Interviewing research space Zoom

Zooming in: shifting time, space and distance

Anna Kotova

In mid-2020, my small, city-centre studio apartment became not only my lecture theatre and seminar room, but also the space where I conduct my research. I am, at time of writing, researching the use of video-call technology in prisons in England and Wales, looking specifically at how this is experienced by families of people in prison. This technology – an app called Purple Visits – was designed specifically for prisons with the necessary security features, but at its core it allows people in prison and their families to video-call in a way that has become increasingly familiar to many of us during COVID-19.

In a peculiar twist of fate, I have only been able to conduct interviews using either Zoom or the telephone. The original research design, mapped out prior to the start of the pandemic, would have involved me meeting with research participants face-to-face. So, whereas I would normally spend hours travelling to the interviewees, the research participants and I now enter each others’ homes, albeit virtually.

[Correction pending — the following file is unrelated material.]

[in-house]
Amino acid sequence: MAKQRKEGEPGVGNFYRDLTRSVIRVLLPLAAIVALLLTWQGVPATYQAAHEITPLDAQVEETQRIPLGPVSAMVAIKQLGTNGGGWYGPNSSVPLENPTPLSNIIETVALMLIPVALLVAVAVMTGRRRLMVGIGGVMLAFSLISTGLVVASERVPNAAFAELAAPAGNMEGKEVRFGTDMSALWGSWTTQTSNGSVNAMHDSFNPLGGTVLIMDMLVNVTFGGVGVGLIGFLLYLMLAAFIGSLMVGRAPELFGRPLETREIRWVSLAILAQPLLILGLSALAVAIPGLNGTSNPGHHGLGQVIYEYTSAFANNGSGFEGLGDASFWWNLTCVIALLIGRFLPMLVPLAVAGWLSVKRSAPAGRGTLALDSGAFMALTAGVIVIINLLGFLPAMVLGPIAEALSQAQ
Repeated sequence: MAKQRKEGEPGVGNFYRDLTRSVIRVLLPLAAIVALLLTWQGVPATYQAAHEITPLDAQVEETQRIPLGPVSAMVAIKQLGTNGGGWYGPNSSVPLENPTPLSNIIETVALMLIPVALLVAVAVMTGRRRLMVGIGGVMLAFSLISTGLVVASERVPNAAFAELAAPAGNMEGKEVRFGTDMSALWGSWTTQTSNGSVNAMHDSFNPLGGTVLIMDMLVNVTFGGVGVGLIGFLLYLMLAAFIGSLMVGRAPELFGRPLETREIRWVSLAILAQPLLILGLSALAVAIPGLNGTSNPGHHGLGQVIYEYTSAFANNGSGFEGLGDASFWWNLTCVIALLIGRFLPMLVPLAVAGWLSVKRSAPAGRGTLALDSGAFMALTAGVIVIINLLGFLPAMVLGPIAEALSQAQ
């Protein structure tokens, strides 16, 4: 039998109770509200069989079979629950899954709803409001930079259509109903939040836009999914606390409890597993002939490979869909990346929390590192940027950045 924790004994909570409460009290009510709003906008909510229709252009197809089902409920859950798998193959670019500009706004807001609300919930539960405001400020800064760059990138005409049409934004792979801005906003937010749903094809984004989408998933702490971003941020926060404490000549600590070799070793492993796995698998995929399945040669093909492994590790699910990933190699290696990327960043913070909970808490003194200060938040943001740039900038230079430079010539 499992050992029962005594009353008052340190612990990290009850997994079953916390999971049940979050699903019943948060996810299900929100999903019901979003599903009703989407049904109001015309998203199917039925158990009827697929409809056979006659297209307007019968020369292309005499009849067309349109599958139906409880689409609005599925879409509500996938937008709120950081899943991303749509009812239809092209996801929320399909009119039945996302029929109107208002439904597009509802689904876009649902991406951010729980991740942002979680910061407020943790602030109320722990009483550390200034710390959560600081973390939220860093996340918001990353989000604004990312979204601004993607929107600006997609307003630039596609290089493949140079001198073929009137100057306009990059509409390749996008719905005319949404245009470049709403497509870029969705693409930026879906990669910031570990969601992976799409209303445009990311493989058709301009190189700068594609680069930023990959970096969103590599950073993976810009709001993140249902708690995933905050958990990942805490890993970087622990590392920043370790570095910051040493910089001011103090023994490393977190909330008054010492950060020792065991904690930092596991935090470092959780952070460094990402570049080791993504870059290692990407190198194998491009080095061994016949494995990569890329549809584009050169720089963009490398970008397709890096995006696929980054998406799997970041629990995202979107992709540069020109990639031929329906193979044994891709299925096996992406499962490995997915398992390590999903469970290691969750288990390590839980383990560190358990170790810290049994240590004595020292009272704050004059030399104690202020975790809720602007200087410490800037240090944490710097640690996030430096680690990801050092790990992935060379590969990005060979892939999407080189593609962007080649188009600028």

For those who opt for Zoom with the video on, this is all the more true. They can see my kitchen, the gin bar behind my shoulder, hear my neighbour’s dog (the bane of my current confined existence) barking next door to me. Likewise, I am able to see the research participants’ homes. At times, this helps build rapport – some show me their pets, their living rooms, or other items they are talking about during their interview (for example, one interviewee displayed the artwork she shared with her incarcerated loved one on their video-call and another her home office). Recently, an interviewee showed me the photos of her imprisoned sons. In another interview the interviewee’s teenage child was sat next to her and I could hear the young woman’s voice in the background. This would not have been possible were we sat in a community centre or office, and adds an additional dimension to the interviews.